My advice is to use this as a research tool, spark discussion, and look back on history.
This is AWESOME, y’all!
Notable Women is an AR Experiment that lets anyone see 100 historic American women where they’ve historically been left out: U.S. currency!
“SWAPPING OUT THE FACES WE ALL KNOW
FOR THE FACES WE ALL SHOULD!”
This is a great way to talk about women in history and spark discussion!
There is also a teacher resource page with lesson plans for grades 3-12, posters, and downloadable “dollar bills,” to use instead of real ones.
For the Curious Student
The Stranger Things students of Hawkins Middle School are particularly curious.
I’m always looking for ways to help keep students curious, and the next set of tools will do just that!
Made with Code
Made with Code is a program designed to help close the gender gap in the programming industry, and give girls and young women fun ways to learn how to code the things they love.
There are tons of resources and projects on their site that are always very relevant and timely, including creating a Mary Poppins Returns snowflake, designing your own emojis or snap chat filters.
They also host many contests throughout the year.
Share this site with the girls you teach, spark some curiosity, and possibly a future programmer!
So this one may be something that you have heard of or seen, but have you shared it with your students?
The Doodle 4 Google competition is designed to inspire creativity by creating a version of the Google logo.
If you can dream it, you can draw it.
It’s a U.S. competition for students K-12.
The winner gets their doodle on the Google homepage for all the world to see! How cool is that?
Oh, and they get a HUGE prize pack including scholarship money, resources for their school, a trip to Google HQ, and other fun stuff!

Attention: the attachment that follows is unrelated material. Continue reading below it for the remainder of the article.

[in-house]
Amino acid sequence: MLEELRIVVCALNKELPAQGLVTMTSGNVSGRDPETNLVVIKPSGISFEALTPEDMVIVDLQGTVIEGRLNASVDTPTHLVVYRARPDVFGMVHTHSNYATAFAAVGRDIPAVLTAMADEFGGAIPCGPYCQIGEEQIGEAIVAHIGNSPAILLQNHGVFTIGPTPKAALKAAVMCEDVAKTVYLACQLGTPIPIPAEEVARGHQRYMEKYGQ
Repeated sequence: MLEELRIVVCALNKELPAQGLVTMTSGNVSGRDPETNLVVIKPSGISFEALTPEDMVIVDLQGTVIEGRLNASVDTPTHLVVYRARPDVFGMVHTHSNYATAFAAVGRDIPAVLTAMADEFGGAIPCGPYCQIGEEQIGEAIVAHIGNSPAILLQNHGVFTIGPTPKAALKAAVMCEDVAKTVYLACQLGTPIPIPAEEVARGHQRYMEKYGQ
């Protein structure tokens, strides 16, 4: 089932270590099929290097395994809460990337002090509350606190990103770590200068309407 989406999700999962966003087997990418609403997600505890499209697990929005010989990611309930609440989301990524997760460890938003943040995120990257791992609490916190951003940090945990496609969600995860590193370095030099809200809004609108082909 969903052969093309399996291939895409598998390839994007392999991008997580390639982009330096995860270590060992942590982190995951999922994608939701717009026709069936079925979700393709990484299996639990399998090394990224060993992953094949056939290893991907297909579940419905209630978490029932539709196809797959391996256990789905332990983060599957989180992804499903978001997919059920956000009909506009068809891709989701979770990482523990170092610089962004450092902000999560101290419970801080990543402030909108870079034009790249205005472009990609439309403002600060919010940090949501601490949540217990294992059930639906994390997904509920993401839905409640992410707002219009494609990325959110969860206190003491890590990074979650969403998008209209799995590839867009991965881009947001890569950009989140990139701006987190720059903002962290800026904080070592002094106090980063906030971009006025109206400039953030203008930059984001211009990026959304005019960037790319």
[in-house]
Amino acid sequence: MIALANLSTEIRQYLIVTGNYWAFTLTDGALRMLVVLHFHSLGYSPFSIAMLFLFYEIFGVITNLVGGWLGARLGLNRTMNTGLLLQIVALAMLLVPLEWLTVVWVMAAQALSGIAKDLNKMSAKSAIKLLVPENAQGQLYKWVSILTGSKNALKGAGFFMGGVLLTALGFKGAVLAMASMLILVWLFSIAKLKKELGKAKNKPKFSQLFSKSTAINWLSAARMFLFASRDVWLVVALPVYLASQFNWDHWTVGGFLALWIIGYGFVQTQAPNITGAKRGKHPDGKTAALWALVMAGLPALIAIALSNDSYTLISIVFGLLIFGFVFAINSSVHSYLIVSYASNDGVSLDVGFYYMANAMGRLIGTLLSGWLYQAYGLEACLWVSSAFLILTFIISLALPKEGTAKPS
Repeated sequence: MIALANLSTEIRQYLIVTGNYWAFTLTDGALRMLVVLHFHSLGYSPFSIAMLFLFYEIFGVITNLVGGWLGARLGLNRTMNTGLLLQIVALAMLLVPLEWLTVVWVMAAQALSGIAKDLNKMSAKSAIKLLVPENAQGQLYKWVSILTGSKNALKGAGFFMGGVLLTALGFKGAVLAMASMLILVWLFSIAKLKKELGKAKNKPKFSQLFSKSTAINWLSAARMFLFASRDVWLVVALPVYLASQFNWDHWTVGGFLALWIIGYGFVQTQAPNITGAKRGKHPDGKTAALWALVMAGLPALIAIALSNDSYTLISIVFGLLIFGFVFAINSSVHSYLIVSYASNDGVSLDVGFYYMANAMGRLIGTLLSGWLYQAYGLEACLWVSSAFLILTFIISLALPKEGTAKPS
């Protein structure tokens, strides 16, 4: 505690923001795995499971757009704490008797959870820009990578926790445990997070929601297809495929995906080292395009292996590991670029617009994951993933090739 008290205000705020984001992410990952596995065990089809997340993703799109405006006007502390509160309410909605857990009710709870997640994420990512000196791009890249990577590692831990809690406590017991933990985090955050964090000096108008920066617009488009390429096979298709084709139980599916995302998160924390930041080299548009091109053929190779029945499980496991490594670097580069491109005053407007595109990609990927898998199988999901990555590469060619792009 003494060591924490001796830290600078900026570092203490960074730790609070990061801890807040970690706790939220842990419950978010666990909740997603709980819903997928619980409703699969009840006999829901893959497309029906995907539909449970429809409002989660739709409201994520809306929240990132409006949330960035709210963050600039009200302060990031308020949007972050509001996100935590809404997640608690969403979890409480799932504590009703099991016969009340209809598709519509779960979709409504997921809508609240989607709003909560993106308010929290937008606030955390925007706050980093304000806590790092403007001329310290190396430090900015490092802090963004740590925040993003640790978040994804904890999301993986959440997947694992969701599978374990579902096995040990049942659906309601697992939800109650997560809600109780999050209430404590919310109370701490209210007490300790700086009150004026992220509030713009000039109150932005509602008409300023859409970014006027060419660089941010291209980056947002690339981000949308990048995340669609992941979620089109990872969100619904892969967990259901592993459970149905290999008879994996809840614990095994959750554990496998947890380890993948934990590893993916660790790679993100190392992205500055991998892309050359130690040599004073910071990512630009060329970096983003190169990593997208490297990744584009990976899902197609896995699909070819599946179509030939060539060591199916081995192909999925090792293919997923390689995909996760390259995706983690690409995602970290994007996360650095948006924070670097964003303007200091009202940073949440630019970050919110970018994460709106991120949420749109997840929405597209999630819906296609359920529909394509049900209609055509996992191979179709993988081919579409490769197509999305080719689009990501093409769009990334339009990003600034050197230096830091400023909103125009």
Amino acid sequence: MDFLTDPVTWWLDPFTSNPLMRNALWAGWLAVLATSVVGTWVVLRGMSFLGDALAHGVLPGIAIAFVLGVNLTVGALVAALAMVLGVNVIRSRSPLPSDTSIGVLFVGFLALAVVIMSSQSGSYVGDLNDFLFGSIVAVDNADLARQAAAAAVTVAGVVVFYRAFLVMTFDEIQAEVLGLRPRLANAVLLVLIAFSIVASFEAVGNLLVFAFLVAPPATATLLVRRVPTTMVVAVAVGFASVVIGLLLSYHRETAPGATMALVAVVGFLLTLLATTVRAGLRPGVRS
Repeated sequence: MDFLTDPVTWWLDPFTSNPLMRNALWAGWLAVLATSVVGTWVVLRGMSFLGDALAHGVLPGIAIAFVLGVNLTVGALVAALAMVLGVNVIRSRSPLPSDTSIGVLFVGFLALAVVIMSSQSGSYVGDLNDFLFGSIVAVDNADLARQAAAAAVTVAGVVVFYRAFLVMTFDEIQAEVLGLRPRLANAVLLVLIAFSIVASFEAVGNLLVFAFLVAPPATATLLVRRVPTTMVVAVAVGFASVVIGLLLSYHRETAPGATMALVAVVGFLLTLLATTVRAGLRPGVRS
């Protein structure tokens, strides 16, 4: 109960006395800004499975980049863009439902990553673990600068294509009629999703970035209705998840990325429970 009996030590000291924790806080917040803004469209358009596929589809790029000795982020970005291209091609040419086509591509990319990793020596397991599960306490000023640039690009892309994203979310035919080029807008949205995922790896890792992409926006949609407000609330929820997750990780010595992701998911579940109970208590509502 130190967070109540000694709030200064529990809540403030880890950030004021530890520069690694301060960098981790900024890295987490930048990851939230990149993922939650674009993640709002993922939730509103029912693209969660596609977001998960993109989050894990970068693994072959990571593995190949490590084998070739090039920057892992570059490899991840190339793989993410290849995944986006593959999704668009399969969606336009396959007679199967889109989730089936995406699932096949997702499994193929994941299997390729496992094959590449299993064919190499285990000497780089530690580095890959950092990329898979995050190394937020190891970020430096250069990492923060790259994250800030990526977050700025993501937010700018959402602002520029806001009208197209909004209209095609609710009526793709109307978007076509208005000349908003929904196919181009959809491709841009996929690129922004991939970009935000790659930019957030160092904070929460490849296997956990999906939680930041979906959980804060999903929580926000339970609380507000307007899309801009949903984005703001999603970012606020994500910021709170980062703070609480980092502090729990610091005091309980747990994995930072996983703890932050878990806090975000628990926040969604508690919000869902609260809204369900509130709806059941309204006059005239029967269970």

The website is loaded with information, teacher resources, and details on the competition.
Ready for more?
Stay tuned for Part 3 with even more ideas and tools.
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With more than ten years experience as a speaker, presenter, and professional learning facilitator, and fifteen years experience as an educator, Kasey brings her unique brand of practical teaching ideas, inspiration, bold personality and southern charm to every engagement. She has traveled the world delivering inspirational keynotes, workshops, and interactive conference presentations at world-renown conferences, school districts, private schools, and even hosting her own events. Kasey has spoken at the International Society for Technology in Education (ISTE) Conference, Texas Computer Educators Association (TCEA) Convention, iPadpalooza, Google Summits, and is regularly invited by Google to present to educators around the globe.
Popular presentation topics include:
- Be Dynamic and Shake Up Learning (keynote)
- The Dynamic Learning Workshop
- Digital Differentiation with G Suite
- Teach Like the Tonight Show
- Geeking Out Over Google Classroo